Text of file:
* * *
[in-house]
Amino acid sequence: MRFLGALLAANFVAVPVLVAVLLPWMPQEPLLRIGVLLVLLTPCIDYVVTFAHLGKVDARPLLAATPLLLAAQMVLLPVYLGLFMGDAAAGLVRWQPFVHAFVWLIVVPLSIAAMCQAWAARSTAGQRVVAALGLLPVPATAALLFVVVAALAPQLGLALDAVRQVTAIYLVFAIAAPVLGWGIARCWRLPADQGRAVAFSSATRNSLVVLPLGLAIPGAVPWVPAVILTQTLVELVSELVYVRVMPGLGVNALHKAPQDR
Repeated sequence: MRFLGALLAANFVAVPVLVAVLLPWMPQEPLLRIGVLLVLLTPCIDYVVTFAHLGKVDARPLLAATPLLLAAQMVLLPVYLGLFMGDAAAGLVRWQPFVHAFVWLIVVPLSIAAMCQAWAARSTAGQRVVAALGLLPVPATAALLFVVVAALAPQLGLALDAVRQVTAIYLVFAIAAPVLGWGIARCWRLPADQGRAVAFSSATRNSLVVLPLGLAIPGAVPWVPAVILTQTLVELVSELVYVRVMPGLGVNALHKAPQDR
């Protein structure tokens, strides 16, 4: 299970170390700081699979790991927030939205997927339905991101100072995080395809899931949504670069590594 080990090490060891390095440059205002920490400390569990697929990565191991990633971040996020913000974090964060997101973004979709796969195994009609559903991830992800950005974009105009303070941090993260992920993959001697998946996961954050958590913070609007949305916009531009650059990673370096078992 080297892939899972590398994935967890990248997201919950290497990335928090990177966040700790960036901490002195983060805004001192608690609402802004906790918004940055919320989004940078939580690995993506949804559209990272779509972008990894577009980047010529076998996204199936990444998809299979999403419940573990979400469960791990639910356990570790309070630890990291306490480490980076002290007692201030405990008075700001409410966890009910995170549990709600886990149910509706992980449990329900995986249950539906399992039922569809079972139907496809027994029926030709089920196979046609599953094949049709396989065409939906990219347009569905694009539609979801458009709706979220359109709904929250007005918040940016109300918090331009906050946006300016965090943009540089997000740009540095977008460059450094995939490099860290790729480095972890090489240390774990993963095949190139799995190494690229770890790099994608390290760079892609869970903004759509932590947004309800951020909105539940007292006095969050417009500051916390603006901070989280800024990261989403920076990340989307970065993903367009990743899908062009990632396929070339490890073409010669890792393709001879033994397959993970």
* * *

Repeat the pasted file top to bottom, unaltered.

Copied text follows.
[in-house]
Amino acid sequence: MRFLGALLAANFVAVPVLVAVLLPWMPQEPLLRIGVLLVLLTPCIDYVVTFAHLGKVDARPLLAATPLLLAAQMVLLPVYLGLFMGDAAAGLVRWQPFVHAFVWLIVVPLSIAAMCQAWAARSTAGQRVVAALGLLPVPATAALLFVVVAALAPQLGLALDAVRQVTAIYLVFAIAAPVLGWGIARCWRLPADQGRAVAFSSATRNSLVVLPLGLAIPGAVPWVPAVILTQTLVELVSELVYVRVMPGLGVNALHKAPQDR
Repeated sequence: MRFLGALLAANFVAVPVLVAVLLPWMPQEPLLRIGVLLVLLTPCIDYVVTFAHLGKVDARPLLAATPLLLAAQMVLLPVYLGLFMGDAAAGLVRWQPFVHAFVWLIVVPLSIAAMCQAWAARSTAGQRVVAALGLLPVPATAALLFVVVAALAPQLGLALDAVRQVTAIYLVFAIAAPVLGWGIARCWRLPADQGRAVAFSSATRNSLVVLPLGLAIPGAVPWVPAVILTQTLVELVSELVYVRVMPGLGVNALHKAPQDR
């Protein structure tokens, strides 16, 4: 299970170390700081699979790991927030939205997927339905991101100072995080395809899931949504670069590594 080990090490060891390095440059205002920490400390569990697929990565191991990633971040996020913000974090964060997101973004979709796969195994009609559903991830992800950005974009105009303070941090993260992920993959001697998946996961954050958590913070609007949305916009531009650059990673370096078992 080297892939899972590398994935967890990248997201919950290497990335928090990177966040700790960036901490002195983060805004001192608690609402802004906790918004940055919320989004940078939580690995993506949804559209990272779509972008990894577009980047010529076998996204199936990444998809299979999403419940573990979400469960791990639910356990570790309070630890990291306490480490980076002290007692201030405990008075700001409410966890009910995170549990709600886990149910509706992980449990329900995986249950539906399992039922569809079972139907496809027994029926030709089920196979046609599953094949049709396989065409939906990219347009569905694009539609979801458009709706979220359109709904929250007005918040940016109300918090331009906050946006300016965090943009540089997000740009540095977008460059450094995939490099860290790729480095972890090489240390774990993963095949190139799995190494690229770890790099994608390290760079892609869970903004759509932590947004309800951020909105539940007292006095969050417009500051916390603006901070989280800024990261989403920076990340989307970065993903367009990743899908062009990632396929070339490890073409010669890792393709001879033994397959993970």